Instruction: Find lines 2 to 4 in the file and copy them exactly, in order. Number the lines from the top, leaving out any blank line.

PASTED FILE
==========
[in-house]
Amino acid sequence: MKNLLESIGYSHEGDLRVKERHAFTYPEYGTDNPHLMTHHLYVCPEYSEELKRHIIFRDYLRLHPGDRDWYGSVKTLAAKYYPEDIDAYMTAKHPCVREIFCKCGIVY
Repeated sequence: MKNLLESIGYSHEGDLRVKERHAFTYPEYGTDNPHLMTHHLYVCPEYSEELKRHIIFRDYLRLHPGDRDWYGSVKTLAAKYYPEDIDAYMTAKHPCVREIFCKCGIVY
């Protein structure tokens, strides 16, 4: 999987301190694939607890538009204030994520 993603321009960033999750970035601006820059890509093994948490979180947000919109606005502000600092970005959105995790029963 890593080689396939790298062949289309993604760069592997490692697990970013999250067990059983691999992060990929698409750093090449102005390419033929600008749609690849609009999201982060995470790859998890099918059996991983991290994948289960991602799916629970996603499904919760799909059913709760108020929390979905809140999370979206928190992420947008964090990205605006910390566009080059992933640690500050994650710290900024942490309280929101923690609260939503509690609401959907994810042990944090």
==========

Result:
Amino acid sequence: MKNLLESIGYSHEGDLRVKERHAFTYPEYGTDNPHLMTHHLYVCPEYSEELKRHIIFRDYLRLHPGDRDWYGSVKTLAAKYYPEDIDAYMTAKHPCVREIFCKCGIVY
Repeated sequence: MKNLLESIGYSHEGDLRVKERHAFTYPEYGTDNPHLMTHHLYVCPEYSEELKRHIIFRDYLRLHPGDRDWYGSVKTLAAKYYPEDIDAYMTAKHPCVREIFCKCGIVY
């Protein structure tokens, strides 16, 4: 999987301190694939607890538009204030994520 993603321009960033999750970035601006820059890509093994948490979180947000919109606005502000600092970005959105995790029963 890593080689396939790298062949289309993604760069592997490692697990970013999250067990059983691999992060990929698409750093090449102005390419033929600008749609690849609009999201982060995470790859998890099918059996991983991290994948289960991602799916629970996603499904919760799909059913709760108020929390979905809140999370979206928190992420947008964090990205605006910390566009080059992933640690500050994650710290900024942490309280929101923690609260939503509690609401959907994810042990944090």